As I said Friday, the trend will probably start to level out in unemployment, making this indicator less informative for macro-forecasting. The unemployment rate came in a little high this month, so there will probably be some decline off this level in the near term. But, I think we are likely to see a kink here to more level trends until the next downturn. Let's hope that is a way off. There is no sign of an imminent downturn in the productive economy.
Durations are probably settled into long term ranges. I expect durations under 26 weeks to move sideways from here. It is looking more and more like there will be some persistence in the various groups of long term unemployed, so December will be closer to 5.7% than to 5.5%, and the trend looks like it might flatten. Early in the year, I had hoped to see the quarterly exit rate of long term unemployed workers (this graph uses workers over 15 weeks) go over 40% and stay there. It will get there, but the rate has not increased as strongly as I'd hoped.
I am also starting to see a sustained leveling of the very long term unemployed, suggesting that this portion of measured unemployment may have some persistence. This is corroborated by the average duration data. By using the average duration data published by the BLS and estimating the average duration of workers unemployed for less than 26 weeks, we can also estimate the average duration of workers unemployed for more than 26 weeks. This is currently divided about half and half between regular unemployment and the unusual group of very long term unemployed. We can presume that the regular group of unemployed workers with durations over 26 weeks has an average duration of about 60 weeks (the well established range before 2009). We can further infer that the remaining unusual group has an average duration of more than 100 weeks. The average duration of workers unemployed for more than 26 weeks has remained around 80 weeks throughout the recovery, and jumped to 87 weeks this month, suggesting that the reductions in long term unemployment are coming from the regular group instead of the very long term group, and/or the average duration of the unusually long term group is continuing to age as time passes.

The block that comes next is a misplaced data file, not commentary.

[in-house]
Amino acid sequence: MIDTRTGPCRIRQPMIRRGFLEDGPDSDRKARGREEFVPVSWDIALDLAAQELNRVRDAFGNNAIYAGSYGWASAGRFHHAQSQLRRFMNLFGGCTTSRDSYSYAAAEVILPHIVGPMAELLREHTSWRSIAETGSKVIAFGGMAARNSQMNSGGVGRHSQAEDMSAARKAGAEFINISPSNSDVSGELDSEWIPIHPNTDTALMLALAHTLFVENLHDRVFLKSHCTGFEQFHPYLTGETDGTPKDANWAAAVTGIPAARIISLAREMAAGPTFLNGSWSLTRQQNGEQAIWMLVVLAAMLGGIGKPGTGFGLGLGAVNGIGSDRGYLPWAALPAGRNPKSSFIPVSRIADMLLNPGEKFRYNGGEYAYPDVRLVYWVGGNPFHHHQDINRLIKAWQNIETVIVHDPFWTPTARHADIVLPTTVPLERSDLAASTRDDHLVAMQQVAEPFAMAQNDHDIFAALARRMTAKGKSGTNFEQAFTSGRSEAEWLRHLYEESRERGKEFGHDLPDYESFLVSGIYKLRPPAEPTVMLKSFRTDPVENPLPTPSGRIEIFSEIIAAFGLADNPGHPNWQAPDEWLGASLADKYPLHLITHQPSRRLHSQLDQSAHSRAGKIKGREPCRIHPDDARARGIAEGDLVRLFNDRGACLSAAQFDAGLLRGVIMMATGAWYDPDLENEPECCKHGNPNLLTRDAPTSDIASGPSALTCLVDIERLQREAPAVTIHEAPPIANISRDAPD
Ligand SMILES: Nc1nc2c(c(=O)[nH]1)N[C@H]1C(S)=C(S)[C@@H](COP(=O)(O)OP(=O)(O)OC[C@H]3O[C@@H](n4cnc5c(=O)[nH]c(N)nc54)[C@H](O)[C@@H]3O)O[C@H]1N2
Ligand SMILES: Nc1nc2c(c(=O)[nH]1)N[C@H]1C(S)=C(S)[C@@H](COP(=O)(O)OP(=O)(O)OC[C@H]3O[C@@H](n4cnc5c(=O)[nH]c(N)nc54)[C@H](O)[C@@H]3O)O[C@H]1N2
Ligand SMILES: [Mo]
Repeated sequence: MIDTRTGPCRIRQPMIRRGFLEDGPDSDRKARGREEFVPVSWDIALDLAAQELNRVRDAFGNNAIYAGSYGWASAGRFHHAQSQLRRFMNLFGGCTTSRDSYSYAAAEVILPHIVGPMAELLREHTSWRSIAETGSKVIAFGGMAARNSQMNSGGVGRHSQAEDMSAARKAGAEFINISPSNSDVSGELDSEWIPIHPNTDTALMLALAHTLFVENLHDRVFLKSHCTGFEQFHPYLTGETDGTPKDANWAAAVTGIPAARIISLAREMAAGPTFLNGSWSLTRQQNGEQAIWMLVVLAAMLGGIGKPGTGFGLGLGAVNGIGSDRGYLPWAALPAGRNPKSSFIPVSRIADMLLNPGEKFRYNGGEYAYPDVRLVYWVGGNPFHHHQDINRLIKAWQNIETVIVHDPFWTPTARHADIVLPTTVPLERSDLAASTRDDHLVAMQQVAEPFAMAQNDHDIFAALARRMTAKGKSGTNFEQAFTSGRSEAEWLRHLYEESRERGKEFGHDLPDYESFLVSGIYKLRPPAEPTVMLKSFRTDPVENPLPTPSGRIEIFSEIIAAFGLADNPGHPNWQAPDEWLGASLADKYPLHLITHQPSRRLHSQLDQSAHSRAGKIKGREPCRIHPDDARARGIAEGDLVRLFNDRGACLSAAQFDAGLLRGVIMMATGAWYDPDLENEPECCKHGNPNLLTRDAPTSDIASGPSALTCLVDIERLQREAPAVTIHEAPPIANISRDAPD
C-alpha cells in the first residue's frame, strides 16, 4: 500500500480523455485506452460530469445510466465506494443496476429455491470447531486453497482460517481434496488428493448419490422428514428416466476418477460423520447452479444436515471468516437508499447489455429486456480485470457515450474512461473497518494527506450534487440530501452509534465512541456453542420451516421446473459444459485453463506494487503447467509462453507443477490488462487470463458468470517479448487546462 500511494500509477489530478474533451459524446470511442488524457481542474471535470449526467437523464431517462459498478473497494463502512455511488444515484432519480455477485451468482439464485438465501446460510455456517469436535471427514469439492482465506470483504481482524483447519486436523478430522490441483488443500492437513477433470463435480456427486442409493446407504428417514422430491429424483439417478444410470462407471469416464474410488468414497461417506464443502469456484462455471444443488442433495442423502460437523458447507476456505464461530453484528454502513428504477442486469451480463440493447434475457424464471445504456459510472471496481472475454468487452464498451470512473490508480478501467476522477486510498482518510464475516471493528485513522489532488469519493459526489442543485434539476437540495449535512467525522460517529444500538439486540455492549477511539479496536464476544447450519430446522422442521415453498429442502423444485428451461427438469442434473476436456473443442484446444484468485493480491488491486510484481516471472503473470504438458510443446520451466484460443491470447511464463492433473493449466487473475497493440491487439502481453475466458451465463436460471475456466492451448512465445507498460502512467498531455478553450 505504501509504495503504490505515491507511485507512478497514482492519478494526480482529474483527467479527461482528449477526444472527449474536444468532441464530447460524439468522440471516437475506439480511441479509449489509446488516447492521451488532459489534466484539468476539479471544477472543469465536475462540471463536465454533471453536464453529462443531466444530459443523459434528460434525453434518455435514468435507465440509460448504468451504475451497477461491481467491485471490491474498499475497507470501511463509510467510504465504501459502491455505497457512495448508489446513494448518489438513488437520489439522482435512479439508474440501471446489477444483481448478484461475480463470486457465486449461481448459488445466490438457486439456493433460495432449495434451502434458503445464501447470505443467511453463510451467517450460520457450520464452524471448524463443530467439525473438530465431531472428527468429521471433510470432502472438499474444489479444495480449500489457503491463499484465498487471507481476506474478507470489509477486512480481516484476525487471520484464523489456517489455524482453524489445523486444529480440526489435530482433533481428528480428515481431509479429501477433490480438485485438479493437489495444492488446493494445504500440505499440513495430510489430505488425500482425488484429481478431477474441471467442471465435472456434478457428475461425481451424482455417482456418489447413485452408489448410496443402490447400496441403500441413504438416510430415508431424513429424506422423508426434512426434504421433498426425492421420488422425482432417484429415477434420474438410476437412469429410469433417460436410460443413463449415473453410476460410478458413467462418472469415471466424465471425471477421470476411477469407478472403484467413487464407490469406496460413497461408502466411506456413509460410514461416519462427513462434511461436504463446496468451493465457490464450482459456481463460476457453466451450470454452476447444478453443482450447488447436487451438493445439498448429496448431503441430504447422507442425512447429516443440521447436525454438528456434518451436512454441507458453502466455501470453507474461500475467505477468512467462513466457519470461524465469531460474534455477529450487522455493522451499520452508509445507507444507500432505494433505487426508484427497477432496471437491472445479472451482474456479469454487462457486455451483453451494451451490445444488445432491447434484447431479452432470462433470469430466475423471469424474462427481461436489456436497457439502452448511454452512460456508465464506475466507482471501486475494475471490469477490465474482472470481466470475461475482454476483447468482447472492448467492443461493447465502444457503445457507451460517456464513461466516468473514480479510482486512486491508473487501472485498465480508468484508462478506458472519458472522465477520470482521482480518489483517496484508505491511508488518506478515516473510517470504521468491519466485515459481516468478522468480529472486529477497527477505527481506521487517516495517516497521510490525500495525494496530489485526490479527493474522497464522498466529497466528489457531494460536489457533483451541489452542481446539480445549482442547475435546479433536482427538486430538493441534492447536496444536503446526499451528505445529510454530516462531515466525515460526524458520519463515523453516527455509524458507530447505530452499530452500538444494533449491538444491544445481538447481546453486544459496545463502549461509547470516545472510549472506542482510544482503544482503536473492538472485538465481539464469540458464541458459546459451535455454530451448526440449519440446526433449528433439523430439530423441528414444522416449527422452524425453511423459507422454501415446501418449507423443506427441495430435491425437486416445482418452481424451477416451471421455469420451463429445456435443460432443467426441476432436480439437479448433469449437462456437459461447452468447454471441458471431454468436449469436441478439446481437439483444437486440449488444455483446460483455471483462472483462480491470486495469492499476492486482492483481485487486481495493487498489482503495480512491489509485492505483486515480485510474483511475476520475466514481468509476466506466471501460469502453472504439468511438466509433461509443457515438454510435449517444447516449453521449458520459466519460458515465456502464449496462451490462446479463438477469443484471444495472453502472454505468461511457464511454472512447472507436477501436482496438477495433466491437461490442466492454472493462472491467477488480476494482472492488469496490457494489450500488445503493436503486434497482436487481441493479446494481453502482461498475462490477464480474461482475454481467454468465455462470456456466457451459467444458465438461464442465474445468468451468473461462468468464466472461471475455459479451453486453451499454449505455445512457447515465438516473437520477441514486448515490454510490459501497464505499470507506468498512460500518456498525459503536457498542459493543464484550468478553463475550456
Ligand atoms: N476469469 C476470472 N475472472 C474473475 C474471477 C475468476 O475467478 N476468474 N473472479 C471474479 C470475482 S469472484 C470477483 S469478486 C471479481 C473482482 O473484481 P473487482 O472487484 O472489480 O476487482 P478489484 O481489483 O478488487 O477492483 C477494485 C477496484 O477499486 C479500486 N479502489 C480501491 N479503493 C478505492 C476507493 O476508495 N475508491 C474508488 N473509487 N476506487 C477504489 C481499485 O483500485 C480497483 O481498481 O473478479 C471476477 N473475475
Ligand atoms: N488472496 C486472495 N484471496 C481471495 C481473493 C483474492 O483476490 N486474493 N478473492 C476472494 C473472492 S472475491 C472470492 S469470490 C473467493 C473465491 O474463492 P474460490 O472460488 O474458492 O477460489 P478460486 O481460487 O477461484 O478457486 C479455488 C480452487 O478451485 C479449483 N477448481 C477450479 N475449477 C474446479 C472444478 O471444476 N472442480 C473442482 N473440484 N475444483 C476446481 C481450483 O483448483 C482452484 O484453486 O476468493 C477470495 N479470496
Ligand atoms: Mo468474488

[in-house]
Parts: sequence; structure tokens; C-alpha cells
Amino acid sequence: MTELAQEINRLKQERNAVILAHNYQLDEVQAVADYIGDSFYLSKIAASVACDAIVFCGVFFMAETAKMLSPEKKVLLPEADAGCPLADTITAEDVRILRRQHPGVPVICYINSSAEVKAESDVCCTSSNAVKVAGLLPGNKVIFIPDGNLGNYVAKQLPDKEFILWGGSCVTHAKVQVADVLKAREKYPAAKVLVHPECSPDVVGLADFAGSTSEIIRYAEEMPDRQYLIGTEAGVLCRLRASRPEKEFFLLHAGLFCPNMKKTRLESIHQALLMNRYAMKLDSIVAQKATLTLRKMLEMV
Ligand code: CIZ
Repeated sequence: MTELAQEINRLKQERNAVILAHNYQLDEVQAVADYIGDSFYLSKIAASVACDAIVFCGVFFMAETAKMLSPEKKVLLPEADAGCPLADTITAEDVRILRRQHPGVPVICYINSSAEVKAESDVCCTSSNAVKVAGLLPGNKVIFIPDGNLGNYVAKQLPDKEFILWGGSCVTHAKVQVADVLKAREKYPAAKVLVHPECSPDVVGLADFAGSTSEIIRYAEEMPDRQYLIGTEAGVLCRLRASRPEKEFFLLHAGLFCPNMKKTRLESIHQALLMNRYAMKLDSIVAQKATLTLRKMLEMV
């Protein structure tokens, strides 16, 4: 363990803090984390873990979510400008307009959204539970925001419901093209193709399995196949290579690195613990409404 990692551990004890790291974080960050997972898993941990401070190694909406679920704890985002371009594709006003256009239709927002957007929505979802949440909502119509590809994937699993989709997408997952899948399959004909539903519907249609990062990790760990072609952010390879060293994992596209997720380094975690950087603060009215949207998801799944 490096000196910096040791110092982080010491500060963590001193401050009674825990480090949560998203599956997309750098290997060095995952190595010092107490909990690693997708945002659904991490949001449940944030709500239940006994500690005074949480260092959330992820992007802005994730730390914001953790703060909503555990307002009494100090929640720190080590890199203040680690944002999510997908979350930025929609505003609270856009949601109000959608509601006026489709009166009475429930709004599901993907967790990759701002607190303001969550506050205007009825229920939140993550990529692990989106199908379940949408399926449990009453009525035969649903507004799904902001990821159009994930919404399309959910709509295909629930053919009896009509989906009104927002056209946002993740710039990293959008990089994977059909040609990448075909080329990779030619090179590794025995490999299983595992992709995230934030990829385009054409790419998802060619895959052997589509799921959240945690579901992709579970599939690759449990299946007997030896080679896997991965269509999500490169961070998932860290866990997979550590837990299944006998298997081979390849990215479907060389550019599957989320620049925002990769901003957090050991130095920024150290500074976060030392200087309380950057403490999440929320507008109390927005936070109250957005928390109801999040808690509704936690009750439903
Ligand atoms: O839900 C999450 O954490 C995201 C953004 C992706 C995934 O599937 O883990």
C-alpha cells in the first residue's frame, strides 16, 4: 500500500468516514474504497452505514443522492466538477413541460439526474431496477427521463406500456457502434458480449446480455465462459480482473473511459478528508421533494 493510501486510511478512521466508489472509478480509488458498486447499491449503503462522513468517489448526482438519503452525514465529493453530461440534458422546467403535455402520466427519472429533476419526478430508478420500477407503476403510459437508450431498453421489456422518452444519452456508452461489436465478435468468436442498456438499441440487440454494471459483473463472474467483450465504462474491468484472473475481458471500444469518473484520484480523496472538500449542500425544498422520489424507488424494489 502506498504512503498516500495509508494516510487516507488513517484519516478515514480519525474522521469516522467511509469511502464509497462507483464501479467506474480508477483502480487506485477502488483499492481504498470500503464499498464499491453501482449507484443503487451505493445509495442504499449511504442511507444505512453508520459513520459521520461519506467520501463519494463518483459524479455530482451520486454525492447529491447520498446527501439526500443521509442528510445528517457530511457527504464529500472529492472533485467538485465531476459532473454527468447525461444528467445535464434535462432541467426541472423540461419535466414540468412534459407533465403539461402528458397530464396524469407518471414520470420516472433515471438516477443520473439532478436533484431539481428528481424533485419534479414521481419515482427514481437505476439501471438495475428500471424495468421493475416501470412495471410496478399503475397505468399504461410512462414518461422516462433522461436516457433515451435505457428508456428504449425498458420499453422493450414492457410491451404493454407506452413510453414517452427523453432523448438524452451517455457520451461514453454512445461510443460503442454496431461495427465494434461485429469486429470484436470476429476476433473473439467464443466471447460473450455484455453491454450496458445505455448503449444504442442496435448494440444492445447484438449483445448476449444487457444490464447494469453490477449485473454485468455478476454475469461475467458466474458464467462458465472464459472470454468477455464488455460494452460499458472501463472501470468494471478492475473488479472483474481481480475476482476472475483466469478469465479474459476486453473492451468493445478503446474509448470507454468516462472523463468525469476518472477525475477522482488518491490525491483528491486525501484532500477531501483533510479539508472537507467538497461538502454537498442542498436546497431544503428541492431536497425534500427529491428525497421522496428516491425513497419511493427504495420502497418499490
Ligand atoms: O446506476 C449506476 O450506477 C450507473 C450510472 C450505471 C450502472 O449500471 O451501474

As I have mentioned, insured unemployment is a big reason why I still see some room for a drop of a couple tenths in the near term. Insured unemployment continues to fall sharply, and there is no historical precedent for a stagnating unemployment rate when insured unemployment continues to fall. We should expect to see a leveling of insured unemployment, after which, total unemployment will continue to fall slowly as the recovery ages. If insured unemployment continues to fall, then the trend in unemployment won't level off as quickly as I expect. Demographics could put the nadir of insured unemployment at a lower level than it has been in the past (baby boomers, messing with every statistic these days), but it probably is at a place where further declines will come more slowly. In any case, since total unemployment this month went against the trend suggested by insured unemployment, I expect to see some snap-back next month. 5.8% seems high.